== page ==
mc escherr

owl bot

my senior thesis, a robot that can learn short songs and play them back

the theory (bio)

Figure 1: Neural Song System in Songbirds: HVC projections eventually reach the tracheosyringeal half of the hypoglossal nucleus (nXIIts) that projects to vocal muscles. For the model, I focused on HVC and LMAN’s direct projections to RA (Nottebohm, 2005).

The hyperstriatum ventrale, pars caudalis (HVC), a nucleus in the brain of songbirds, motivates song learning and production through its projections to the arcopallium (RA). Long, Jin, and Fee’s proposed synaptic chain model of neuronal sequence generation (2010)1 accounts for this production. I examined how STDP might lead to the creation and maintenance of a synaptic chain, including the effects of variability introduced to RA from LMAN, the output nucleus of a basal ganglia forebrain circuit (Olveczky, 2011)2. To find out, I modeled the connections from HVC to RA with additional input from LMAN (Figure 1). This type of interconnectivity provides support for a mechanism of song learning in which birds retain patterns through a combination of imitation and variation (Nottebohm 2005)3.

essentially, what i did was model this subsystem of a two-way circuit (HVC to RA) with some external noise (LMAN) to aid in the learning.

the theory (ART)

the learning model used by the bot is adaptive resonance theory (ART). it is a 2-layer model where an input is matched to a single best output, with the help of competitive inhibition in the output layer. after an input has been classified, the output is compared to a threshold value, if the threshold is overcome, training occurs and the weights of the inputs are strengthened; if the threshold is not reached, the output neuron is inhibited and the input is repeated.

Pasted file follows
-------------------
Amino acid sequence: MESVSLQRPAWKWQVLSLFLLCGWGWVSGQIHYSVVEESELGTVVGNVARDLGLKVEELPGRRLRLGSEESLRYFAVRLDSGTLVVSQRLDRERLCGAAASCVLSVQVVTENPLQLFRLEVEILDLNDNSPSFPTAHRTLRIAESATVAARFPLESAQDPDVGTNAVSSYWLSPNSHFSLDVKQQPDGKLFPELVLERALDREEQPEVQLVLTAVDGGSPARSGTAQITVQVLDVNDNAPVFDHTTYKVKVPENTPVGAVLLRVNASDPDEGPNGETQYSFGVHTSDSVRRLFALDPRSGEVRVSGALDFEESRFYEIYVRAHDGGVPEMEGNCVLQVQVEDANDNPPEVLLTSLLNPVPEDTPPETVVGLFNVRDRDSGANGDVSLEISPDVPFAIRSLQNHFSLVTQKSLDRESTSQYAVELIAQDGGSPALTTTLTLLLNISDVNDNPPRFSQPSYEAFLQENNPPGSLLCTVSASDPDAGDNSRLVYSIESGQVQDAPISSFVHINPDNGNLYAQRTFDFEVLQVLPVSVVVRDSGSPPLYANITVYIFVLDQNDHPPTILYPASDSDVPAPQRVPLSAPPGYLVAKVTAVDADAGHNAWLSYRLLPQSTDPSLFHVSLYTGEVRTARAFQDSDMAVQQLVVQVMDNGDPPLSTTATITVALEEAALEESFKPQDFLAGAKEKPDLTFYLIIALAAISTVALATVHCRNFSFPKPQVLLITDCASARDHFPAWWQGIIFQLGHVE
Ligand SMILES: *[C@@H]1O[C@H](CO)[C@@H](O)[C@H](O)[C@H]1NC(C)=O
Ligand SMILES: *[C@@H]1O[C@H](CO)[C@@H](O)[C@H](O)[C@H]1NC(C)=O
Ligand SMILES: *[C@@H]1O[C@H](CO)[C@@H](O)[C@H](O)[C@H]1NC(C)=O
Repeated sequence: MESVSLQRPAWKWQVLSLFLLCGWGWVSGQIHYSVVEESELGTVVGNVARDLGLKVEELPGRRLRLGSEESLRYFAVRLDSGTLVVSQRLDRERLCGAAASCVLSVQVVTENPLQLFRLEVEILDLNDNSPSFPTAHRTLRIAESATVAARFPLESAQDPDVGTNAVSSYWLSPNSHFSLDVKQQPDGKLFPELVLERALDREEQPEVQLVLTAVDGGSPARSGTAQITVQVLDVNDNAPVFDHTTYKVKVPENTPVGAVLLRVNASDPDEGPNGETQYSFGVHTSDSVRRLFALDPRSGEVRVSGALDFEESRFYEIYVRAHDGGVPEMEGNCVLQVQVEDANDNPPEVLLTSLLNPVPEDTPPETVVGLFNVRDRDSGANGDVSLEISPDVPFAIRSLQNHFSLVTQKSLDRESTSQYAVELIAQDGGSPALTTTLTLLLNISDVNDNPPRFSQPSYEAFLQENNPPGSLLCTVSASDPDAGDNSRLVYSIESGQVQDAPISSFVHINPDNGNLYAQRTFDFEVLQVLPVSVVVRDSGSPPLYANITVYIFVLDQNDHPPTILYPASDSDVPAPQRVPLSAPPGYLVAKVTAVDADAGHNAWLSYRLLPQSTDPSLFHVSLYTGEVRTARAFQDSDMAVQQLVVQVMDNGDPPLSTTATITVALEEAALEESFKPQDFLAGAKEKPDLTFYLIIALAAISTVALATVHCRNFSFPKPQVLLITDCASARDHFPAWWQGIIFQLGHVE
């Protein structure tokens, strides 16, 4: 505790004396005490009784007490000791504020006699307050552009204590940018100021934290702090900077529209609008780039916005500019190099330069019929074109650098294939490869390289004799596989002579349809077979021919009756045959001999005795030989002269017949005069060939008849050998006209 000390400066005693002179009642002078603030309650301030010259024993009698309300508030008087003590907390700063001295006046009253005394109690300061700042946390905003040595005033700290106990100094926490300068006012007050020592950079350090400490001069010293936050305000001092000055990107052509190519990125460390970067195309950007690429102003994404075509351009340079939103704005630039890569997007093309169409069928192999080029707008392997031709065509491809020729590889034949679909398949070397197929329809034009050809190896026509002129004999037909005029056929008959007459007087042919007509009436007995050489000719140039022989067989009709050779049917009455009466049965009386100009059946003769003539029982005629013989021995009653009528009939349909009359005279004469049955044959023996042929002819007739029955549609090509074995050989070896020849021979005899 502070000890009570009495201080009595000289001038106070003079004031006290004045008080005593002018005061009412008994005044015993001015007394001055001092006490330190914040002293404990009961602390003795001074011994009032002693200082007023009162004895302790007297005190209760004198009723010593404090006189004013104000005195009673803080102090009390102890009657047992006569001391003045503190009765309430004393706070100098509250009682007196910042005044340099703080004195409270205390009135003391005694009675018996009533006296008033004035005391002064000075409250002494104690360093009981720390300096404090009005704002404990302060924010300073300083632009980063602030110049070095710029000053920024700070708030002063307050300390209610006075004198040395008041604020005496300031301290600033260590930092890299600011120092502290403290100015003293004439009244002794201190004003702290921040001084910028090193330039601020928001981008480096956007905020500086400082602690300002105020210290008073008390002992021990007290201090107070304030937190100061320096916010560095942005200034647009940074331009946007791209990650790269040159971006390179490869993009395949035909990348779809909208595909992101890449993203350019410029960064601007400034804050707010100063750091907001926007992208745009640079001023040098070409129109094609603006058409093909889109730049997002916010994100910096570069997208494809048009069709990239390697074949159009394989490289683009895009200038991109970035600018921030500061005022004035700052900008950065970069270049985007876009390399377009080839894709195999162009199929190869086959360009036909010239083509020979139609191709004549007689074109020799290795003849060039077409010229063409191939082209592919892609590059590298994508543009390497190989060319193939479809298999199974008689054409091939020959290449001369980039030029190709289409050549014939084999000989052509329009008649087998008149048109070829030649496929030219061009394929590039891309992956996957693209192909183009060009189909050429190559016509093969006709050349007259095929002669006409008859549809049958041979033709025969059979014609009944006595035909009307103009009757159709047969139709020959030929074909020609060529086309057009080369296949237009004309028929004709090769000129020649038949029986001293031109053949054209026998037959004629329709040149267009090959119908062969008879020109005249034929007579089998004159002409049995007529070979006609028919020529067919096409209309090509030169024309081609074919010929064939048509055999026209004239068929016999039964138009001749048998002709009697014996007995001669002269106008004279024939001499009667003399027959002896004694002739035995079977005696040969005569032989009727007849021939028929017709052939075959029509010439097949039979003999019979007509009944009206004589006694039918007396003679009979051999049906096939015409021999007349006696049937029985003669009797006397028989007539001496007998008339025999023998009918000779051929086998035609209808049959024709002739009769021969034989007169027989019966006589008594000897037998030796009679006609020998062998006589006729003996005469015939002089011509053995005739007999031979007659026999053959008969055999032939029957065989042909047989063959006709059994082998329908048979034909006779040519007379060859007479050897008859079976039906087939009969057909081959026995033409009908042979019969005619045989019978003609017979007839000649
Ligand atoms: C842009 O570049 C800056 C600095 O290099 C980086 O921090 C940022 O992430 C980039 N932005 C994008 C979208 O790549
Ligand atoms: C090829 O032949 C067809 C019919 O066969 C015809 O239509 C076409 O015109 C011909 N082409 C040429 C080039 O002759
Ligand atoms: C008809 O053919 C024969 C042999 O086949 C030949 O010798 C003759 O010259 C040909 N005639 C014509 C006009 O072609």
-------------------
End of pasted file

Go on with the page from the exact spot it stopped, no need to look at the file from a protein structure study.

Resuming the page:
how it works

starting with a recording, i splice it up into a sequence. for each part of the sequence, fourier transform the audio into frequency ranges corresponding to different notes. then, to actually learn the sequence, feed the last n number of notes into an ART circuit, wait for it to converge on the output of the correct next note and repeat until the entire song has been learned. then, feed the network the first couple of notes of your song and it should produce the rest.

as for the robot part, once a sequence of notes has been generated, i "compile" some arduino code (really just some boilerplate code and the sequence of notes converted to what frequencies to play, with some waits in between), upload it to the OWL-bot, hit the button and listen to an awful buzzing noise variation of the original recording.

  1. Long, Michael A., Dezhe Z. Jin, and Michale S. Fee. "Support for a Synaptic Chain Model of Neuronal Sequence Generation." Nature 468.7322 (2010): 394-99.

  2. Olveczky, Bence P., et al. “Changes in the neural control of a complex motor sequence during learning.” Journal of Neurophysiology 106 (2011): 386-397.

  3. Nottebohm, Fernando. "The Neural Basis of Birdsong." PLoS Biology 3.5 (2005): E164.